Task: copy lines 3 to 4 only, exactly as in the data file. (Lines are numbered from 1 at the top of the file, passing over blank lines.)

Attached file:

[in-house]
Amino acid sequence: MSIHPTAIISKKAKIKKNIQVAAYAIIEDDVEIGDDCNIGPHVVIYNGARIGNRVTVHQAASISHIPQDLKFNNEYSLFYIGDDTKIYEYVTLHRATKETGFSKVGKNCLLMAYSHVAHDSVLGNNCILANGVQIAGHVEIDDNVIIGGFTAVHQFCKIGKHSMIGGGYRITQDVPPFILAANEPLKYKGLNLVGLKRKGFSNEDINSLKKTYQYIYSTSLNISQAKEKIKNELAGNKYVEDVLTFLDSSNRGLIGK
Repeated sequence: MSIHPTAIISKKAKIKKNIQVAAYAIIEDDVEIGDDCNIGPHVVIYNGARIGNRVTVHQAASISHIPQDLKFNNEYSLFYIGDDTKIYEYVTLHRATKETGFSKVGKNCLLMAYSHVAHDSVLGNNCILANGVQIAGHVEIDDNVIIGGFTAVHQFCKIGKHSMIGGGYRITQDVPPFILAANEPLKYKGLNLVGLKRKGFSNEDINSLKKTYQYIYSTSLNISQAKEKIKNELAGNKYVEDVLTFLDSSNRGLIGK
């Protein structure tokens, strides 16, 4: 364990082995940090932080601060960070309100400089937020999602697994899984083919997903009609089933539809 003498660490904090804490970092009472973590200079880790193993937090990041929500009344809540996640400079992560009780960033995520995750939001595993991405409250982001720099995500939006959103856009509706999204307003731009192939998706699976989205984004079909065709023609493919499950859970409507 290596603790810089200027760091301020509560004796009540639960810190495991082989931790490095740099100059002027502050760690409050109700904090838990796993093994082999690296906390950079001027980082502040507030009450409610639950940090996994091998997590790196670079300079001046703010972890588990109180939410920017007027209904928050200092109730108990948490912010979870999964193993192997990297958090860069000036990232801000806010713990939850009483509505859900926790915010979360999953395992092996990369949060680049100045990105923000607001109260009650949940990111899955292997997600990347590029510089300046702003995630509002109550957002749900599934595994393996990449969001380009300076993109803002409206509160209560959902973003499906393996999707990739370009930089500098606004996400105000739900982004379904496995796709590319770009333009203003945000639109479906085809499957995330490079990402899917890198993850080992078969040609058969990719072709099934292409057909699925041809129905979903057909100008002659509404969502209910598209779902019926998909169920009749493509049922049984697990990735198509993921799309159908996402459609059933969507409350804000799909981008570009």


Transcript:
Repeated sequence: MSIHPTAIISKKAKIKKNIQVAAYAIIEDDVEIGDDCNIGPHVVIYNGARIGNRVTVHQAASISHIPQDLKFNNEYSLFYIGDDTKIYEYVTLHRATKETGFSKVGKNCLLMAYSHVAHDSVLGNNCILANGVQIAGHVEIDDNVIIGGFTAVHQFCKIGKHSMIGGGYRITQDVPPFILAANEPLKYKGLNLVGLKRKGFSNEDINSLKKTYQYIYSTSLNISQAKEKIKNELAGNKYVEDVLTFLDSSNRGLIGK
């Protein structure tokens, strides 16, 4: 364990082995940090932080601060960070309100400089937020999602697994899984083919997903009609089933539809 003498660490904090804490970092009472973590200079880790193993937090990041929500009344809540996640400079992560009780960033995520995750939001595993991405409250982001720099995500939006959103856009509706999204307003731009192939998706699976989205984004079909065709023609493919499950859970409507 290596603790810089200027760091301020509560004796009540639960810190495991082989931790490095740099100059002027502050760690409050109700904090838990796993093994082999690296906390950079001027980082502040507030009450409610639950940090996994091998997590790196670079300079001046703010972890588990109180939410920017007027209904928050200092109730108990948490912010979870999964193993192997990297958090860069000036990232801000806010713990939850009483509505859900926790915010979360999953395992092996990369949060680049100045990105923000607001109260009650949940990111899955292997997600990347590029510089300046702003995630509002109550957002749900599934595994393996990449969001380009300076993109803002409206509160209560959902973003499906393996999707990739370009930089500098606004996400105000739900982004379904496995796709590319770009333009203003945000639109479906085809499957995330490079990402899917890198993850080992078969040609058969990719072709099934292409057909699925041809129905979903057909100008002659509404969502209910598209779902019926998909169920009749493509049922049984697990990735198509993921799309159908996402459609059933969507409350804000799909981008570009």